Katherine Orgielewicz ’23

Project Tugboat, Brookline, MA

This summer I interned for an organization called Project Tugboat working with Chris Rudnicki ’11. 
Project Tugboat is a mission-oriented start-up with the initiative to help professionals better 
navigate their period of unemployment. However, rather than acting like a career coach and 
focusing on the tactical aspect of one’s job search, such as writing cover letters and résumés, Project Tugboat helps manage the social-emotional challenges. I helped relaunch the digital course that provides lesson plans for people to get back to work faster and with less stress. A 
significant portion of the work I did revolved around researching behavioral topics in order to 
create lessons composed of fictional stories and critical exercises for users to go through as they take the course. About half way through the summer I transitioned to marketing the course. I learned about market funnels, unit economics analysis, and how to advertise on various social media platforms. I then took this newfound knowledge and applied it to writing an email campaign for the B2C contacts I found. I also compiled a plan on how to tackle marketing on Facebook, which was shared with HR contacts of businesses experiencing layoffs and universities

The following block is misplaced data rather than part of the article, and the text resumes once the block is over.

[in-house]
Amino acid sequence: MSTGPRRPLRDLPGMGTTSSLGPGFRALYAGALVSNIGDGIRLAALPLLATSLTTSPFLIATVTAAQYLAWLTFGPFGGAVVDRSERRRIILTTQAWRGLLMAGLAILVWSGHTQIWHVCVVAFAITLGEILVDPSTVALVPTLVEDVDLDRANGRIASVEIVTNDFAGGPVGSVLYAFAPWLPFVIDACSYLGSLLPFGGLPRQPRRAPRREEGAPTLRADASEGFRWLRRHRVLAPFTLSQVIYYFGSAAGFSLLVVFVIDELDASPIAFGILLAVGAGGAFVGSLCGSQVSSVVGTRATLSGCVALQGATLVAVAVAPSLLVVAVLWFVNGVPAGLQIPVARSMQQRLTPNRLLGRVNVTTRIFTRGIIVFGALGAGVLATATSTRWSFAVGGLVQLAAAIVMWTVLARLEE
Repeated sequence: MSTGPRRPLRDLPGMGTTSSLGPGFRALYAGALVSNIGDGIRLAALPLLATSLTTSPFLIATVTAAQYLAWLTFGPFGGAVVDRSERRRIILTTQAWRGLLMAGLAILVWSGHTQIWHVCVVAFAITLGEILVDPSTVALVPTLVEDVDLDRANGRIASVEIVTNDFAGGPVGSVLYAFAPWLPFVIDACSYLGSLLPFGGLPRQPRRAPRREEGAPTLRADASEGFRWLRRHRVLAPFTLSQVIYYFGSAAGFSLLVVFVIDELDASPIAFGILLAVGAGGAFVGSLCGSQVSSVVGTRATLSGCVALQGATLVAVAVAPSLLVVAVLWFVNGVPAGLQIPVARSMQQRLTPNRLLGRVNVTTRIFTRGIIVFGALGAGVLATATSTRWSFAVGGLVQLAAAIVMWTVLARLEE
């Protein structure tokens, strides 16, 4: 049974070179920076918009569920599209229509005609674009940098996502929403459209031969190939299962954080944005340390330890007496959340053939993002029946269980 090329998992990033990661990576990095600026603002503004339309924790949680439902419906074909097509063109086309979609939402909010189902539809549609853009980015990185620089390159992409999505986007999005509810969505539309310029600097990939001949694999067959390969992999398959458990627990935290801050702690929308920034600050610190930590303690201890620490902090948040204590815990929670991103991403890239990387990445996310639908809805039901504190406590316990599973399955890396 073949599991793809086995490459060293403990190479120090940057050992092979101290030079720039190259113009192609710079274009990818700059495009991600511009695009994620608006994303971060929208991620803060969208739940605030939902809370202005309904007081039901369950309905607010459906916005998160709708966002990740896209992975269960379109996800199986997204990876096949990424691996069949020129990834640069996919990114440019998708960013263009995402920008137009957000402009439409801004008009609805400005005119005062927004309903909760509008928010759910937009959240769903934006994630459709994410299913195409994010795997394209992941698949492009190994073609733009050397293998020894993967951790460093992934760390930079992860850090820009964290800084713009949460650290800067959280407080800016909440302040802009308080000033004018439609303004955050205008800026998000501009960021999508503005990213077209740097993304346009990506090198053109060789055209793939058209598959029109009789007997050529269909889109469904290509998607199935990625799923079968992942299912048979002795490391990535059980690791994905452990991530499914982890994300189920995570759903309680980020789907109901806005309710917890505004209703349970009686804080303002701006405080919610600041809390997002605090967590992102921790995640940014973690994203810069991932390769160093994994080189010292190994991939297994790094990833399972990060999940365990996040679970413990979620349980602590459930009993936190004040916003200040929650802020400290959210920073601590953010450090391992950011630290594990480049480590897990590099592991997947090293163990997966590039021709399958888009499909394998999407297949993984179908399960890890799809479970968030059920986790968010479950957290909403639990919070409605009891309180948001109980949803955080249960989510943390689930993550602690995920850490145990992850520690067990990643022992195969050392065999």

interested in helping their unemployed alums.

I plan on majoring in economics and psychology and have a particular interest in behavioral economics and cognitive psychology. This internship encompassed both, and I genuinely enjoyed the work I was putting into Project Tugboat. Much of the time it felt more like I was learning about everything I was interested in more than working. For example, I was put in charge of developing a lesson plan for the course on resilience, so I read numerous books pertaining to this topic, and honestly, there couldn’t have been a better time to be exposed to this knowledge than during quarantine. It helped me shape a stronger and more productive mindset. It has even pushed me to work harder in my tennis training as well! In addition, I developed a lesson on how to write résumés and cover letters. Most importantly, I felt like I was making a tangible contribution to helping others during a historic, global unemployment crisis. I went into this summer with the initiative to find a job where I could help in some way to support others during this pandemic, and have been really satisfied with the feeling that I am doing just that. I really appreciate Project Tugboat’s initiative to combat unemployment by helping people psychologically before they rush into the job search again.

The experience and growth from this internship have been very rewarding in itself, and I am grateful to Chris for the opportunity to be given the responsibility to take on such a significant role in his project. His mentorship and kindness were unparalleled, and I feel very fortunate to have had the opportunity to work so closely with him. I also want to say thank you to the ’68 Center for Career Exploration and my internship sponsor Mr. McCalpin for this experience.